Reckless driving: How is it legally defined?

Mar 24, 2018 | reckless driving

Let’s say you’re driving along an Ohio roadway when another vehicle suddenly cuts you off on the road, veers straight through your traffic lane, hops a curb, then comes back down, re-enters the roadway and barrels on ahead, at speeds undoubtedly well above the posted limits. How would you describe that person’s driving behavior?

If you respond by saying you’d call such actions “reckless,” you’d likely not be the only one; in fact, most well-reasoning adults would consider the driving maneuvers listed at the start of this post to be reckless, dangerous and irresponsible. The term “reckless” is somewhat subjective, however. You might consider turning without signaling a reckless action while someone else might call it “careless.” If a police officer pulls you over for reckless driving, what matters most is the legal definition of the word.

A willful disregard for safety

If a police officer issues you a traffic violation for reckless driving, it means he or she claims that you willfully ignored or disregarded your own safety and the safety of others near you. The following information further explains a reckless driving violation, as well as what type of support is available to you if you want to fight a traffic ticket.

  • You do not have to cause property damage or a collision to get a reckless driving citation.
  • There is a legal difference between negligence and recklessness, although some state laws may label reckless operation of a motor vehicle as dangerous or careless driving.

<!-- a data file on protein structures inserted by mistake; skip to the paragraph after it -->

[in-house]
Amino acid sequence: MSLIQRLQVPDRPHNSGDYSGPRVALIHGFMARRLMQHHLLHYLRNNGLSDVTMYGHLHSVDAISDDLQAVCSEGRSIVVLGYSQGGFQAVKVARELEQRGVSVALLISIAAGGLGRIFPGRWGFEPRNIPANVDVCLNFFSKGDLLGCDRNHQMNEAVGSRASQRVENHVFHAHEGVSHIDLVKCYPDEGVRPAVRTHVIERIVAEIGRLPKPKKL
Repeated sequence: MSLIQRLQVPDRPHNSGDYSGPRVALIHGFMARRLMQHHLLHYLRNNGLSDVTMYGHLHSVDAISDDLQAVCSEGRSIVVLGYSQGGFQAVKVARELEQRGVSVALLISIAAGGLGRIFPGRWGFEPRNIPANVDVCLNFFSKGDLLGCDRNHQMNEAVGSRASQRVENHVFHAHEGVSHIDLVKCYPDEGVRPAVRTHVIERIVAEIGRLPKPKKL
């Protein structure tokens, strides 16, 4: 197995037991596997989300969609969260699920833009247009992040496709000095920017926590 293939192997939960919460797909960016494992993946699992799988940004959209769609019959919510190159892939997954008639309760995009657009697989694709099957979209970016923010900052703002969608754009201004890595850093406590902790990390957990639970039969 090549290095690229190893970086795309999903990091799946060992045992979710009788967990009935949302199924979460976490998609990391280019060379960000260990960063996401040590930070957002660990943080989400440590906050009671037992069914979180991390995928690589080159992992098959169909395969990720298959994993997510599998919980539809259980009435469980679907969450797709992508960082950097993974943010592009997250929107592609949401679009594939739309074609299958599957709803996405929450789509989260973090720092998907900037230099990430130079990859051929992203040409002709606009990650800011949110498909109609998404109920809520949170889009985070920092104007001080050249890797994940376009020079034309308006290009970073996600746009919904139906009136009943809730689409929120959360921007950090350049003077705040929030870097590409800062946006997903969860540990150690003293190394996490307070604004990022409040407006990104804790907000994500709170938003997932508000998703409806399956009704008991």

• Negligence typically pertains more toward error of judgment or failure to perform a necessary action for safety’s sake, etc., whereas recklessness concerns a wanton and willful disregard for safety.
  • The law defines certain behaviors behind the wheel as reckless, including exceeding a posted speed limit by more than 25 miles per hour, intentionally racing another motorist or passing a vehicle on a two-lane road when you can’t see oncoming traffic.
  • A police officer can also cite you for recklessness if you try to evade a patrol officer who is attempting to stop you.

Incurring a conviction for reckless driving is one of the most serious traffic offenses you can sustain. Not only might you face substantial fines, the court may sentence you to jail time as well. In fact, reckless driving is a misdemeanor rather than a driving offense or infraction.

Who can help?

The court will sometimes dismiss a traffic citation. While you can go it alone in court, your chances of obtaining positive results may be better if you rely on someone who knows the ins and outs of the traffic court system and can determine the best course of action for mitigating a particular circumstance.

Other Ohio motorists have been able to avoid reckless driving convictions by relying on experienced, aggressive legal representation.